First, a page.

Detection of Vortex Tubes in Solar Granulation from Observations with SUNRISE

The Astrophysical Journal Letters (Impact Factor: 5.6). 10/2010; 723(2):L180. DOI: 10.1088/2041-8205/723/2/L180
Source: arXiv

ABSTRACT We have investigated a time series of continuum intensity maps and corresponding Dopplergrams of granulation in a very quiet solar region at the disk center, recorded with the Imaging Magnetograph eXperiment (IMaX) on board the balloon-borne solar observatory SUNRISE. We find that granules frequently show substructure in the form of lanes composed of a leading bright rim and a trailing dark edge, which move together from the boundary of a granule into the granule itself. We find strikingly similar events in synthesized intensity maps from an ab initio numerical simulation of solar surface convection. From cross sections through the computational domain of the simulation, we conclude that these granular lanes are the visible signature of (horizontally oriented) vortex tubes. The characteristic optical appearance of vortex tubes at the solar surface is explained. We propose that the observed vortex tubes may represent only the large-scale end of a hierarchy of vortex tubes existing near the solar surface.

  • [Show abstract] [Hide abstract]
    ABSTRACT: Context. Recent results from high-resolution solar granulation observations indicate the existence of a population of small granular cells that are smaller than 600 km in diameter. These small convective cells strongly contribute to the total area of granules and are located in the intergranular lanes, where they form clusters and chains. Aims: We study high-resolution radiation hydrodynamics simulations of the upper convection zone and photosphere to detect small granular cells, define their spatial alignment, and analyze their physical properties. Methods: We developed an automated image-segmentation algorithm specifically adapted to high-resolution simulations to identify granules. The resulting segmentation masks were applied to physical quantities, such as intensity and vertical velocity profiles, provided by the simulation. A new clustering algorithm was developed to study the alignment of small granular cells. Results: Small granules make a distinct contribution to the total area of granules and form clusters of chain-like alignments. The simulation profiles demonstrate a different nature for small granular cells because they exhibit on average lower intensities, lower horizontal velocities, and are located deeper inside of convective layers than regular granules. Their intensity distribution deviates from a normal distribution as known for larger granules, and follows a Weibull distribution.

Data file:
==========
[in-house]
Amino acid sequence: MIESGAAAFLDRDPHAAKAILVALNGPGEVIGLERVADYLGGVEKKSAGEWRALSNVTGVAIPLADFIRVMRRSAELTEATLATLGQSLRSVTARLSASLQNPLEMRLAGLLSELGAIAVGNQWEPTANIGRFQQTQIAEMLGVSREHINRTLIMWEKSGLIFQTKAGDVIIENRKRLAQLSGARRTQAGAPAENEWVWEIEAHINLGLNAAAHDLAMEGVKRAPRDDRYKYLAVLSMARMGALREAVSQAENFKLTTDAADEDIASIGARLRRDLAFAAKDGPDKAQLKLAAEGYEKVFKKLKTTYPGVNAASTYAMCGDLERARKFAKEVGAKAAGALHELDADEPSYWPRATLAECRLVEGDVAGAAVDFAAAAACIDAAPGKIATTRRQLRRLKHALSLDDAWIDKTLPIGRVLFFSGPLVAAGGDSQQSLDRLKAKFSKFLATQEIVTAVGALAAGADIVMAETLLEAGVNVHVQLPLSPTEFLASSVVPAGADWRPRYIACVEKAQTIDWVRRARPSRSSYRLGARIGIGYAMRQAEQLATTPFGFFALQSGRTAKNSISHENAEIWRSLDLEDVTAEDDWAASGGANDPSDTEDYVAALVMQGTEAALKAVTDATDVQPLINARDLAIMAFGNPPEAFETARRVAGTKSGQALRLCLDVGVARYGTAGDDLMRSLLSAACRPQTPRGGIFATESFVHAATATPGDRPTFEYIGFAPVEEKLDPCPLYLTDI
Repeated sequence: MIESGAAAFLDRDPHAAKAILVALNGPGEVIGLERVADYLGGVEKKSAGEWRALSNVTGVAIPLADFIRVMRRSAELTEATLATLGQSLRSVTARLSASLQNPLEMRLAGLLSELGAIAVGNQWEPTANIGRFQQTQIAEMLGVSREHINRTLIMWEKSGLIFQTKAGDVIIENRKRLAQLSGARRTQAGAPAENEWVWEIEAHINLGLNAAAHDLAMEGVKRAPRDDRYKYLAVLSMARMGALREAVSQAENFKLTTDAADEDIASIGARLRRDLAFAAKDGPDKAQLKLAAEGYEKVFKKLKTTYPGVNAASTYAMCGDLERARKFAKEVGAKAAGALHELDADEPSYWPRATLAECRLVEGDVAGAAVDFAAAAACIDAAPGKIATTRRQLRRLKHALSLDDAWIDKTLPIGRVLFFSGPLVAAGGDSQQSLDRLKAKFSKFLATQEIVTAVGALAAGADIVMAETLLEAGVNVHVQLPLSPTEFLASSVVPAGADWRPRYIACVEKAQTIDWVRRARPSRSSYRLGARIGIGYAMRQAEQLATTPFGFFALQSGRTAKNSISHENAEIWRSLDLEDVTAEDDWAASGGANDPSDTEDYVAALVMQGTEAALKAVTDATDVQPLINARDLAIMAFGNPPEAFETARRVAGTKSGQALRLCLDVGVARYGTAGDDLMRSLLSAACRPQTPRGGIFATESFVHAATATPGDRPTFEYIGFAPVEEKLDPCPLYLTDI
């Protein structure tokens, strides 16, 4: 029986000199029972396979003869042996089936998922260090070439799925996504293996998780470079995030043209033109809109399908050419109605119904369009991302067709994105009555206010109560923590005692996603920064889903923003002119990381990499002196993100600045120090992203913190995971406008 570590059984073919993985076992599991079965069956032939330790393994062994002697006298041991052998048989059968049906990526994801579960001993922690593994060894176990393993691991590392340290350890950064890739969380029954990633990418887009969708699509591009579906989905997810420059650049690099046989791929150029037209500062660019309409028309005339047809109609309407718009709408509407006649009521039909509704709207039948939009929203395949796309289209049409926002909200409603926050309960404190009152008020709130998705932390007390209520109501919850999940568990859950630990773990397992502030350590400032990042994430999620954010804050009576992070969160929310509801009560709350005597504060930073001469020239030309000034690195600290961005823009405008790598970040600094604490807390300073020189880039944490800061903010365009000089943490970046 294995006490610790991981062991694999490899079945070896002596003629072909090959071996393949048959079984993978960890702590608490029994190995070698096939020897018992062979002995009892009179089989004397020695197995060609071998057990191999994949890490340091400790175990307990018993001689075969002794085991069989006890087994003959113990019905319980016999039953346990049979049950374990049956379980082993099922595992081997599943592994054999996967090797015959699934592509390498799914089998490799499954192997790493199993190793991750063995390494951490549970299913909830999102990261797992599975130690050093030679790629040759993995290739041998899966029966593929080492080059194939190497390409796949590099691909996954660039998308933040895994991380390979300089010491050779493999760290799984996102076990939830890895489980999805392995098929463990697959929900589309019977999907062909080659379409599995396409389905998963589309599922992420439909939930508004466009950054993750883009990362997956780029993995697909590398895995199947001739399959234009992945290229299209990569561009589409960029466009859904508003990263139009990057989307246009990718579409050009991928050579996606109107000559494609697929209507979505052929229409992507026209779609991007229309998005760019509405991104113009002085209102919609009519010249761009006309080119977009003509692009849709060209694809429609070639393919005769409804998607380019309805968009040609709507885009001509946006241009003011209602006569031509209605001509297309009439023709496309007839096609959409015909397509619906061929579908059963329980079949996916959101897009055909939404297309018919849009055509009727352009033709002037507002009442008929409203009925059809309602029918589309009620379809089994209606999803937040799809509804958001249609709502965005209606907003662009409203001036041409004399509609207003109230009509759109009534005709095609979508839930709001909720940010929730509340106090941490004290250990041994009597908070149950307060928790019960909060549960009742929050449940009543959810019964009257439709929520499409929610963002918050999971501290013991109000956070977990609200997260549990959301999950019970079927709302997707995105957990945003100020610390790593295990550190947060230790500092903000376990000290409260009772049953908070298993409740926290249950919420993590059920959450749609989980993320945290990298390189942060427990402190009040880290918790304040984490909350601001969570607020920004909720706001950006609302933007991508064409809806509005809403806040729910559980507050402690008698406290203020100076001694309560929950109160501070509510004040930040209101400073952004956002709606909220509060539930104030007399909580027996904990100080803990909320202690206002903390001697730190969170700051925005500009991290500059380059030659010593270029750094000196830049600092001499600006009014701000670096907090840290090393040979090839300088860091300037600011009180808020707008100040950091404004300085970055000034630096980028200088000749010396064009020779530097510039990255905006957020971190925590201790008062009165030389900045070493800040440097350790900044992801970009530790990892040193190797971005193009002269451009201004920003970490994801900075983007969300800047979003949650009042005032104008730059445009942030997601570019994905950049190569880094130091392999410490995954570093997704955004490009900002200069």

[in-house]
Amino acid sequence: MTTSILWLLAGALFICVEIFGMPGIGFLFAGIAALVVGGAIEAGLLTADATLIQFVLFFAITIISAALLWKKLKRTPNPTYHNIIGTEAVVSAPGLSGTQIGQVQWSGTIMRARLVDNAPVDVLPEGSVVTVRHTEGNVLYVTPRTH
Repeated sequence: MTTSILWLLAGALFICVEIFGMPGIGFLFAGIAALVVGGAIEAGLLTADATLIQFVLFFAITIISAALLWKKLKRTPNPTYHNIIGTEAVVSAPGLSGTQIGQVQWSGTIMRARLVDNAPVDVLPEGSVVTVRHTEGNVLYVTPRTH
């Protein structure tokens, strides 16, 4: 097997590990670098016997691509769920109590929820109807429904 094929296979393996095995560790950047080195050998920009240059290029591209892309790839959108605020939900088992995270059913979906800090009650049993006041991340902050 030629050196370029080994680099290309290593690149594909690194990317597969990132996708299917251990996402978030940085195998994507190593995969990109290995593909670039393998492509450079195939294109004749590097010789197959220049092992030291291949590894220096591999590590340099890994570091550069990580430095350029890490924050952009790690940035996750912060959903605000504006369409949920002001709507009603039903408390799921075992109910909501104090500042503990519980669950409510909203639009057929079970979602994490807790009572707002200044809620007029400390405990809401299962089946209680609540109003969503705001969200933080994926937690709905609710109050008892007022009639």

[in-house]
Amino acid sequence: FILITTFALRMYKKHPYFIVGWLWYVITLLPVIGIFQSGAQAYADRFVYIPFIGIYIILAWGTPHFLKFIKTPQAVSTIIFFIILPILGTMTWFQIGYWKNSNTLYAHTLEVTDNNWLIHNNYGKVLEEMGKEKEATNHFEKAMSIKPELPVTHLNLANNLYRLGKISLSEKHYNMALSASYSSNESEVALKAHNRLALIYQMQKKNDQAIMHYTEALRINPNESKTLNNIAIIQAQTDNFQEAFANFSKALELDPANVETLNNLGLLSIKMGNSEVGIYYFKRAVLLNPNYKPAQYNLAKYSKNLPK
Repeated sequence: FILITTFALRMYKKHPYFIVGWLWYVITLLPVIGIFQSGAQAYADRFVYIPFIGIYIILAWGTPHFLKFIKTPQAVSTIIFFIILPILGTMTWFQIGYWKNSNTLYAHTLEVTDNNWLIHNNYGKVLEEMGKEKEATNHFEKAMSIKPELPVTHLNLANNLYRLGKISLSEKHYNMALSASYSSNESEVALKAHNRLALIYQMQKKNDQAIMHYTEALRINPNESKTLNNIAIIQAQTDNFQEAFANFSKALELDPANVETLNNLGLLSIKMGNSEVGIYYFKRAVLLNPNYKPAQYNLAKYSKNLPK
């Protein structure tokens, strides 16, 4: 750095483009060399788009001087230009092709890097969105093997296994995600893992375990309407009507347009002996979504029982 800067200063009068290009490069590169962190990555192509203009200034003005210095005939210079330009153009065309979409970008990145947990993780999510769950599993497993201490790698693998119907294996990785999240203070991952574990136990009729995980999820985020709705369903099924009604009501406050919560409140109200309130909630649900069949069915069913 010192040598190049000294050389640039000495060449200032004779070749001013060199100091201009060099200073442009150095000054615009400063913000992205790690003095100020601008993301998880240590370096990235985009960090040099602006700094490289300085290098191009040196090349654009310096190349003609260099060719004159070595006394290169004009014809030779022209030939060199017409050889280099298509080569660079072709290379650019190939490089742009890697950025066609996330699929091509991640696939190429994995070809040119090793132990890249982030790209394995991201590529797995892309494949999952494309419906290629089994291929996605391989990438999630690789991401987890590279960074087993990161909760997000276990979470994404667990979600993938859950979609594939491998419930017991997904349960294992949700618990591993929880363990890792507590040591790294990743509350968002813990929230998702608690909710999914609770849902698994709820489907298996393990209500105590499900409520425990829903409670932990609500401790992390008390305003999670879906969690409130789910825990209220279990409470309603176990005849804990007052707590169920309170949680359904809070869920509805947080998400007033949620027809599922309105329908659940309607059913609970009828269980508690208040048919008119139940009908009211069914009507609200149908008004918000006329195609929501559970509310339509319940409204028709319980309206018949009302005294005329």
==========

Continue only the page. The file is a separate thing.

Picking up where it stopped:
Astronomy and Astrophysics 02/2014; 563. DOI:10.1051/0004-6361/201321601 · 4.48 Impact Factor
  • Source
    [Show abstract] [Hide abstract]
    ABSTRACT: We employ different shapes of apodizing windows in the local correlation tracking (LCT) routine to retrieve horizontal velocities using numerical simulations of convection. LCT was applied on a time sequence of temperature maps generated by the Nirvana code with four different apodizing windows, namely--Gaussian, Lorentzian, trapezoidal and triangular, with varying widths. In terms of correlations (between the LCT-retrieved and simulated flow field), the triangular and the trapezoidal perform the best and worst, respectively. On segregating the intrinsic velocities in the simulations on the basis of their magnitudes, we find that for all windows, a significantly higher correlation is obtained for the intermediate and high-velocity bins and only modest or weak values in the low-velocity bins. The differences between the LCT-retrieved and simulated flow fields were determined spatially which show large residuals at or close to the boundary of granules. The extent to which the horizontal flow vectors retrieved by LCT compare with the simulated values, depends entirely on the width of the central peak of the apodizing window for a given $\sigma$. Even though LCT suffers from a lack of spatial content as seen in simulations, its simplicity and speed could serve as a viable first-order tool to probe horizontal flows--one that is ideal for large data sets.
    Solar Physics 02/2015; DOI:10.1007/s11207-015-0659-2 · 3.81 Impact Factor
  • [Show abstract] [Hide abstract]
    ABSTRACT: Advances in solar instrumentation have led to a widespread usage of time series to study the dynamics of solar features, specially at small spatial scales and at very fast cadences. Physical processes at such scales are determinant as building blocks for many others occurring from the lower to the upper layers of the solar atmosphere and beyond, ultimately for understanding the bigger picture of solar activity. Ground-based (SST) and space-borne (Hinode) high-resolution solar data are analyzed in a quiet Sun region displaying negative polarity small-scale magnetic concentrations and a cluster of bright points observed in G-band and Ca II H images. The studied region is characterized by the presence of two small-scale convective vortex-type plasma motions, one of which appears to be affecting the dynamics of both, magnetic features and bright points in its vicinity and therefore the main target of our investigations. We followed the evolution of bright points, intensity variations at different atmospheric heights and magnetic evolution for a set of interesting selected regions. A description of the evolution of the photospheric plasma motions in the region nearby the convective vortex is shown, as well as some plausible cases for convective collapse detected in Stokes profiles.
    Solar Physics 04/2014; 290(2). DOI:10.1007/s11207-014-0626-3 · 3.81 Impact Factor

Full-text (2 Sources)

Available from
May 21, 2014